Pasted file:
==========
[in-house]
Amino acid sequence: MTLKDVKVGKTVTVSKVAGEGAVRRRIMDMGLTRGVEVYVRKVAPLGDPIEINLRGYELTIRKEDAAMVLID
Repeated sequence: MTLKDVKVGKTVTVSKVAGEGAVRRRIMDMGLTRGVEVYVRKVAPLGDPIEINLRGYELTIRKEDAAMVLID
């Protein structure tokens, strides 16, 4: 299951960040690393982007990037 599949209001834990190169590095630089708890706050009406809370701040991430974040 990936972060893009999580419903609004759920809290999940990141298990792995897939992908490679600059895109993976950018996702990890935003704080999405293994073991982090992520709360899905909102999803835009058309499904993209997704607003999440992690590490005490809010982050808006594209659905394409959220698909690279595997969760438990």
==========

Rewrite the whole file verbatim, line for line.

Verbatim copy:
[in-house]
Amino acid sequence: MTLKDVKVGKTVTVSKVAGEGAVRRRIMDMGLTRGVEVYVRKVAPLGDPIEINLRGYELTIRKEDAAMVLID
Repeated sequence: MTLKDVKVGKTVTVSKVAGEGAVRRRIMDMGLTRGVEVYVRKVAPLGDPIEINLRGYELTIRKEDAAMVLID
């Protein structure tokens, strides 16, 4: 299951960040690393982007990037 599949209001834990190169590095630089708890706050009406809370701040991430974040 990936972060893009999580419903609004759920809290999940990141298990792995897939992908490679600059895109993976950018996702990890935003704080999405293994073991982090992520709360899905909102999803835009058309499904993209997704607003999440992690590490005490809010982050808006594209659905394409959220698909690279595997969760438990």